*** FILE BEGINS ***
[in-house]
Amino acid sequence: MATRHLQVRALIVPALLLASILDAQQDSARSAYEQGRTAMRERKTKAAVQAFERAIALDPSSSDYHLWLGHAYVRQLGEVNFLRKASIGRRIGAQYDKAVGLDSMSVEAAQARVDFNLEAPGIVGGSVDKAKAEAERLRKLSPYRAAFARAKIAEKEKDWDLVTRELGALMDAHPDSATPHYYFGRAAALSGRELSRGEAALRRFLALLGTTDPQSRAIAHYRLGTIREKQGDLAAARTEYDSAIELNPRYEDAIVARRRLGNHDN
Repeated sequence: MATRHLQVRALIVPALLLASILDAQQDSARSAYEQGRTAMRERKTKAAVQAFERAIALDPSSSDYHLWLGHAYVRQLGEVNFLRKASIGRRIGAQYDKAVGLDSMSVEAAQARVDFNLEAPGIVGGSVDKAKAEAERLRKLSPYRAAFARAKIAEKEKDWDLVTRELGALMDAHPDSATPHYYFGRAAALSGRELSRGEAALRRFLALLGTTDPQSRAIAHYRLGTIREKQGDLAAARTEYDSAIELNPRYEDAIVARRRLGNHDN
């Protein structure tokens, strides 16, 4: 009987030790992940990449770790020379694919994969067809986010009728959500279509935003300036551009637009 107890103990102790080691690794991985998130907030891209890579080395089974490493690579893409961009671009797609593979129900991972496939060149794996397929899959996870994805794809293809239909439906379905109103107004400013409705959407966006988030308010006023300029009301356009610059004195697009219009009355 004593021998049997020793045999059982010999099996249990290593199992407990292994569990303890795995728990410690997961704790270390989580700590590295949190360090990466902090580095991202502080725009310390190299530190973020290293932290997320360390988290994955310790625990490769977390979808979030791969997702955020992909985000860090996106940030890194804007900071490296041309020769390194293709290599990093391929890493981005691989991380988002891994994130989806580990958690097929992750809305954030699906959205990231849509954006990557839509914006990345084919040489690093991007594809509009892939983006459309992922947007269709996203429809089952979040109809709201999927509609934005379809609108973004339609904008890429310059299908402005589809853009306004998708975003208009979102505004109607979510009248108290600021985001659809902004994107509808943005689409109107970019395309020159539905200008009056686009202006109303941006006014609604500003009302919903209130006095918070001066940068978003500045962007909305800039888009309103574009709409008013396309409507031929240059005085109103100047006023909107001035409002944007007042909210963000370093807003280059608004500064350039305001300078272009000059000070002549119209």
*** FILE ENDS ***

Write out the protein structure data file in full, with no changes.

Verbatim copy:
[in-house]
Amino acid sequence: MATRHLQVRALIVPALLLASILDAQQDSARSAYEQGRTAMRERKTKAAVQAFERAIALDPSSSDYHLWLGHAYVRQLGEVNFLRKASIGRRIGAQYDKAVGLDSMSVEAAQARVDFNLEAPGIVGGSVDKAKAEAERLRKLSPYRAAFARAKIAEKEKDWDLVTRELGALMDAHPDSATPHYYFGRAAALSGRELSRGEAALRRFLALLGTTDPQSRAIAHYRLGTIREKQGDLAAARTEYDSAIELNPRYEDAIVARRRLGNHDN
Repeated sequence: MATRHLQVRALIVPALLLASILDAQQDSARSAYEQGRTAMRERKTKAAVQAFERAIALDPSSSDYHLWLGHAYVRQLGEVNFLRKASIGRRIGAQYDKAVGLDSMSVEAAQARVDFNLEAPGIVGGSVDKAKAEAERLRKLSPYRAAFARAKIAEKEKDWDLVTRELGALMDAHPDSATPHYYFGRAAALSGRELSRGEAALRRFLALLGTTDPQSRAIAHYRLGTIREKQGDLAAARTEYDSAIELNPRYEDAIVARRRLGNHDN
């Protein structure tokens, strides 16, 4: 009987030790992940990449770790020379694919994969067809986010009728959500279509935003300036551009637009 107890103990102790080691690794991985998130907030891209890579080395089974490493690579893409961009671009797609593979129900991972496939060149794996397929899959996870994805794809293809239909439906379905109103107004400013409705959407966006988030308010006023300029009301356009610059004195697009219009009355 004593021998049997020793045999059982010999099996249990290593199992407990292994569990303890795995728990410690997961704790270390989580700590590295949190360090990466902090580095991202502080725009310390190299530190973020290293932290997320360390988290994955310790625990490769977390979808979030791969997702955020992909985000860090996106940030890194804007900071490296041309020769390194293709290599990093391929890493981005691989991380988002891994994130989806580990958690097929992750809305954030699906959205990231849509954006990557839509914006990345084919040489690093991007594809509009892939983006459309992922947007269709996203429809089952979040109809709201999927509609934005379809609108973004339609904008890429310059299908402005589809853009306004998708975003208009979102505004109607979510009248108290600021985001659809902004994107509808943005689409109107970019395309020159539905200008009056686009202006109303941006006014609604500003009302919903209130006095918070001066940068978003500045962007909305800039888009309103574009709409008013396309409507031929240059005085109103100047006023909107001035409002944007007042909210963000370093807003280059608004500064350039305001300078272009000059000070002549119209």